-Mina Hong

Work and Education – Inextricably Linked

The Annie E. Casey Foundation released a new report last week that illustrates the impact of economic decline in Michigan and the nation on young people.  Youth and Work: Restoring Teen and Young Adult Connections to Opportunity, indicates that employment among young people, ages 16-24, is at the lowest point since the 1950s.  And, not surprisingly, young people least likely to be in the workforce are without a high school diploma, from low-income families, and racial or ethnic minorities.  This opportunity gap begins early and persists.  As our young people who have fallen behind become parents themselves, their children face additional obstacles.

We know the inextricable connection between work and education, and there is ample evidence of the impact of higher education levels on employment and earnings.  It is impossible to deny that the higher education credential that you earn, the more consistent, stable and lucrative your employment will be.  As a state, we can better utilize youth employment resources and strategies beyond a path to workforce experience and a paycheck (both of which are, of course, important), but also as a path back to an education credential.  And Michigan lawmakers in Washington, DC are championing this issue through the RAISE UP Act.  RAISE UP would provide incentives to communities to blend workforce and education funding in order to connect very disenfranchised young people with workforce and educational pathways.  U.S. Representative Dale Kildee leaves a legacy of support for this legislation and U.S. Senator Debbie Stabenow will be supporting its reintroduction in 2013.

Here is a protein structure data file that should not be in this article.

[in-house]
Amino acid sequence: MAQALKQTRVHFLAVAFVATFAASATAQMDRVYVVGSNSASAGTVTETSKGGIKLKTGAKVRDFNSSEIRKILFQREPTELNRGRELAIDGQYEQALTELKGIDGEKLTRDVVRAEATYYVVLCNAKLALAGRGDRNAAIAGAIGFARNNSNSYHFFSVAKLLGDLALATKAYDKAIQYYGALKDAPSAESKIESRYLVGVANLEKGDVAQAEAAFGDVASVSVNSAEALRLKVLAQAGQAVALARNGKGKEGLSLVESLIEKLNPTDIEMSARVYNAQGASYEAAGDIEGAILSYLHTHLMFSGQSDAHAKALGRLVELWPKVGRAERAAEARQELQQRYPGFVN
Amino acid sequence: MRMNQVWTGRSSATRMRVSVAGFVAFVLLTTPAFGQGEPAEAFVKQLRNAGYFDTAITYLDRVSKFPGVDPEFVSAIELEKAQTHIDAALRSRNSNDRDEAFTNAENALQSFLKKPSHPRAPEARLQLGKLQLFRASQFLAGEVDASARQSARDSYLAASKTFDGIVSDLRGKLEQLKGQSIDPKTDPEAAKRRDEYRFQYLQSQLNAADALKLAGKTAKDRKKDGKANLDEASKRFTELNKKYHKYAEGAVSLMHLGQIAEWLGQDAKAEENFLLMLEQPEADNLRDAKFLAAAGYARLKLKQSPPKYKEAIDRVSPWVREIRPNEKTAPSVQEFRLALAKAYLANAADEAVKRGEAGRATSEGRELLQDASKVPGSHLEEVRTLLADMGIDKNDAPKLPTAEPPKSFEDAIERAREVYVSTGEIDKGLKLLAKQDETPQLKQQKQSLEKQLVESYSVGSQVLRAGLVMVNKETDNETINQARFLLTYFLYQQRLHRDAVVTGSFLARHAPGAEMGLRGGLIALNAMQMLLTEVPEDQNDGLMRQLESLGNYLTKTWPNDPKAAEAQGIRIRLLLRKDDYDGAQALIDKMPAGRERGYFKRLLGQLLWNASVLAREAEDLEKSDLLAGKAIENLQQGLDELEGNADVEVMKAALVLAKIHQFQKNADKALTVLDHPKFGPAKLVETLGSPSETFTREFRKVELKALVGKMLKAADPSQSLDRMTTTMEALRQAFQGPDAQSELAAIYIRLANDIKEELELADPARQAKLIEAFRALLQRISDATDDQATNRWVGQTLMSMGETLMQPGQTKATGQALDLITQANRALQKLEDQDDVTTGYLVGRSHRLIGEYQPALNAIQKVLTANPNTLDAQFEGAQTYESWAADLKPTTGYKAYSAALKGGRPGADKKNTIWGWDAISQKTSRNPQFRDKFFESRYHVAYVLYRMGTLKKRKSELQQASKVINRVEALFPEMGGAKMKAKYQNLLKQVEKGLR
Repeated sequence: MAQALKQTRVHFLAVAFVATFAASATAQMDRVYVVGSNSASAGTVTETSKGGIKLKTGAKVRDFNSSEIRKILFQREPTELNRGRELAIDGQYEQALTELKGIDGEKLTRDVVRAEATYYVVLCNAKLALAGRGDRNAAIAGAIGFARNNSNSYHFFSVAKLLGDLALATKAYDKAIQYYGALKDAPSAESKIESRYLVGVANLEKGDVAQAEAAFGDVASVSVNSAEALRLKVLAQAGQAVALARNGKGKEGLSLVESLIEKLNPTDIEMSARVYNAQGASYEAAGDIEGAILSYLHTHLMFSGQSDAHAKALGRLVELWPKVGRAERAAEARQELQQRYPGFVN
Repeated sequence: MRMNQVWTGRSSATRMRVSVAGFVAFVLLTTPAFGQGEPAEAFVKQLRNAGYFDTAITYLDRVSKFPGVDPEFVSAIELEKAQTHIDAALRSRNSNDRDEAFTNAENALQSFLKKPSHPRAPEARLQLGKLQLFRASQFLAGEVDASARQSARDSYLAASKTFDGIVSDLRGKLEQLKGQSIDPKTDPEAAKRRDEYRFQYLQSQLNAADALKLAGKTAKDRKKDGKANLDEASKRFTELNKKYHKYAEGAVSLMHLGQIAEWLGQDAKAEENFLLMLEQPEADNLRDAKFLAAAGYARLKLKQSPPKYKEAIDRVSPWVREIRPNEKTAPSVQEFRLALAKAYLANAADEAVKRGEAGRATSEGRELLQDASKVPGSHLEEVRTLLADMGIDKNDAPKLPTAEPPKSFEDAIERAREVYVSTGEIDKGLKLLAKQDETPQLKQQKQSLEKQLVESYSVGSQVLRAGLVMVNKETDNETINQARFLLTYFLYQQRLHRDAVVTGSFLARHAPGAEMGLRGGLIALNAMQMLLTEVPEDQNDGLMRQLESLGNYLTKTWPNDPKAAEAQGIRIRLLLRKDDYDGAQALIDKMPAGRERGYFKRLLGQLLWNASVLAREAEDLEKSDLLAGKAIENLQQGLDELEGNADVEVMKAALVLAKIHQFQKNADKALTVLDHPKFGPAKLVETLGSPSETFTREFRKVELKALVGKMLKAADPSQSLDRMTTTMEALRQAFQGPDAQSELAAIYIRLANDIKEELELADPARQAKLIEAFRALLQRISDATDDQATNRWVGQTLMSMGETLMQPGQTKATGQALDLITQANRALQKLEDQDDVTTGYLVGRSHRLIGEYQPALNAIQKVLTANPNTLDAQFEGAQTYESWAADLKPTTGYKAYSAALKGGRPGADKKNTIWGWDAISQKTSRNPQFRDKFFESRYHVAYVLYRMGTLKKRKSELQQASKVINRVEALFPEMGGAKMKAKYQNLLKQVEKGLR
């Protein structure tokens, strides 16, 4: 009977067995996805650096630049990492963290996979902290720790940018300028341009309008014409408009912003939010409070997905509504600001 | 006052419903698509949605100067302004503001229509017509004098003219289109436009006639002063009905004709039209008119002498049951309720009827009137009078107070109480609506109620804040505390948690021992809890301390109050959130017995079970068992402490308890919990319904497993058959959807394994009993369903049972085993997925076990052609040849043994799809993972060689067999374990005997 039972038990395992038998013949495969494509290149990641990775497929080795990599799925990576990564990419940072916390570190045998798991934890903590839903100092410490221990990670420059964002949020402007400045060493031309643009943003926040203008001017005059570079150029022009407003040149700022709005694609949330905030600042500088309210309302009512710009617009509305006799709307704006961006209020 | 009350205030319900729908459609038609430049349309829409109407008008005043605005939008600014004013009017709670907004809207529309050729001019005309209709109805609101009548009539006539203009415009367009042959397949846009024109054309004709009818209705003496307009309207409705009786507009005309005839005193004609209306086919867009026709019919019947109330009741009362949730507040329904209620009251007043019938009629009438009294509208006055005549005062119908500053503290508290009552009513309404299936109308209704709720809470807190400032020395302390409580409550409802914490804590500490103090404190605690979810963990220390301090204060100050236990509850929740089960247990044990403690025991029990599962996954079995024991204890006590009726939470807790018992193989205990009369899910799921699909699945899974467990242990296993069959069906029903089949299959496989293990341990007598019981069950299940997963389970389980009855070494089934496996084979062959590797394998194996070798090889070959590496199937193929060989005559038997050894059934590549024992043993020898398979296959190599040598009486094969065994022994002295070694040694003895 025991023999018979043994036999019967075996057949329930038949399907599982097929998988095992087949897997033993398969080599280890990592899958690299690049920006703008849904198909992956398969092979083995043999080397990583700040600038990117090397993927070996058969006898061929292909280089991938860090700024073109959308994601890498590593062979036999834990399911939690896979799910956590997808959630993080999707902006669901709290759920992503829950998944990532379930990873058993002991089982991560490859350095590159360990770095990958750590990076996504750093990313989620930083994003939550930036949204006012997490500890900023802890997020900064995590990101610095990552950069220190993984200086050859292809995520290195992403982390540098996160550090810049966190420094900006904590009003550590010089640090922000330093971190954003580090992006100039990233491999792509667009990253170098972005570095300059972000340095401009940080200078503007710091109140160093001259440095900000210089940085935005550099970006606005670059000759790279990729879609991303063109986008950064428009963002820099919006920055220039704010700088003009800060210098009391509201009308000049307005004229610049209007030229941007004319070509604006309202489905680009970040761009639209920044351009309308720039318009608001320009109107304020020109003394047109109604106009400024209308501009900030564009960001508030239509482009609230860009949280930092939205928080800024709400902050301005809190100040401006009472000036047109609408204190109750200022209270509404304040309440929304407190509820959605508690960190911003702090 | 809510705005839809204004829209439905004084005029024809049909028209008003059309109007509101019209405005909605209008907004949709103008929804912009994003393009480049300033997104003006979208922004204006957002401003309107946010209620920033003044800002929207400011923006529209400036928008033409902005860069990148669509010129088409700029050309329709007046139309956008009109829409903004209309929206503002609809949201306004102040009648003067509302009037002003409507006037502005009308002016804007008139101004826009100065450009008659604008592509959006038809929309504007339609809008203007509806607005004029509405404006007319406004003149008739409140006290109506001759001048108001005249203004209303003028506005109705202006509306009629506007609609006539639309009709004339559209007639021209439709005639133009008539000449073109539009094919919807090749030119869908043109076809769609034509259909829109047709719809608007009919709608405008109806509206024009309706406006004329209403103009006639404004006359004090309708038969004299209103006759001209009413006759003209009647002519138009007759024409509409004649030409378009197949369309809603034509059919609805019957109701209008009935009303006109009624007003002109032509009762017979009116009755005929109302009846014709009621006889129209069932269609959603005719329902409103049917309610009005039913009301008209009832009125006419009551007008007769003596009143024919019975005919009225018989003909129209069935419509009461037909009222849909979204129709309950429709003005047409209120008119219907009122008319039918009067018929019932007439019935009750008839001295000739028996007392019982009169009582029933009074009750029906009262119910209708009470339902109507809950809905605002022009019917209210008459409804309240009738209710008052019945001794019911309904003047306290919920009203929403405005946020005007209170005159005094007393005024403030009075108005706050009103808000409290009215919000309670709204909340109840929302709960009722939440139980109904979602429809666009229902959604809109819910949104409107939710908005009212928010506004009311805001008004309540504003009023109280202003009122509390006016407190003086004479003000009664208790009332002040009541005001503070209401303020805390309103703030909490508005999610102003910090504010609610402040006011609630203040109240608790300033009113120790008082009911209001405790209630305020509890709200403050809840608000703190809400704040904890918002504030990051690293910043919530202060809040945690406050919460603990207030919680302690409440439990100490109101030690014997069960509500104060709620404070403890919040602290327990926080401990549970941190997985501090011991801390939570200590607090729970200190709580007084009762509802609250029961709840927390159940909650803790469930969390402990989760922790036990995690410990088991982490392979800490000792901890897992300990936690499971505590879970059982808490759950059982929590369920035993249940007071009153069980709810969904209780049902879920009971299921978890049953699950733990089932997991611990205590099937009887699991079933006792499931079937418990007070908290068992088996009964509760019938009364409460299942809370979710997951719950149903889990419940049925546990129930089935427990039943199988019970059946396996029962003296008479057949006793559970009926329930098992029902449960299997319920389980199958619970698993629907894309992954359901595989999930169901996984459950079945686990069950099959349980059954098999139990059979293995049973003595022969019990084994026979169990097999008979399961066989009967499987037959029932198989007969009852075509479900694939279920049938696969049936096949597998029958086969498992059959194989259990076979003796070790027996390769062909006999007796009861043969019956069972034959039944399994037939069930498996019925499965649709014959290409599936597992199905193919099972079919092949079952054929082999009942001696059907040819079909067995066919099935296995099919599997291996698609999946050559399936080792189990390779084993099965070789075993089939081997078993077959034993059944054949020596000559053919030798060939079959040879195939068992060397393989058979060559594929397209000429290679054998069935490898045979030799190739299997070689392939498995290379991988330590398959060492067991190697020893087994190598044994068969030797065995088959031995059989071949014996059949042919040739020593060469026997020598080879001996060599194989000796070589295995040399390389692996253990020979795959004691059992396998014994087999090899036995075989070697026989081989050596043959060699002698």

And in Michigan, as we despair over our economic woes and the ever diminishing economic opportunity for our young people, we are also evaluating yet another round of education reform proposals intended to improve achievement and graduation rates.  The missed opportunity in the current proposals is to provide extra support to the young people who are out of school and out of work.  If young people leave school, work a bit and due to the lack of employment opportunity find increased motivation to return on a diploma path, they need a system that will serve them.  Michigan currently provides resources for up to six years of high school, but programming for this population that is connected to work opportunity and career-based skill building is inconsistent.  Education reform must provide supports to young people who need additional time to obtain a high school credential through alternative options that connect to college or the workforce.

Michigan’s Children has highlighted several great Michigan program examples where communities blend education and workforce resources as a dropout prevention or recovery strategy.  Let’s make sure that the most recent incarnation of education reform expands those efforts.

-Michele Corey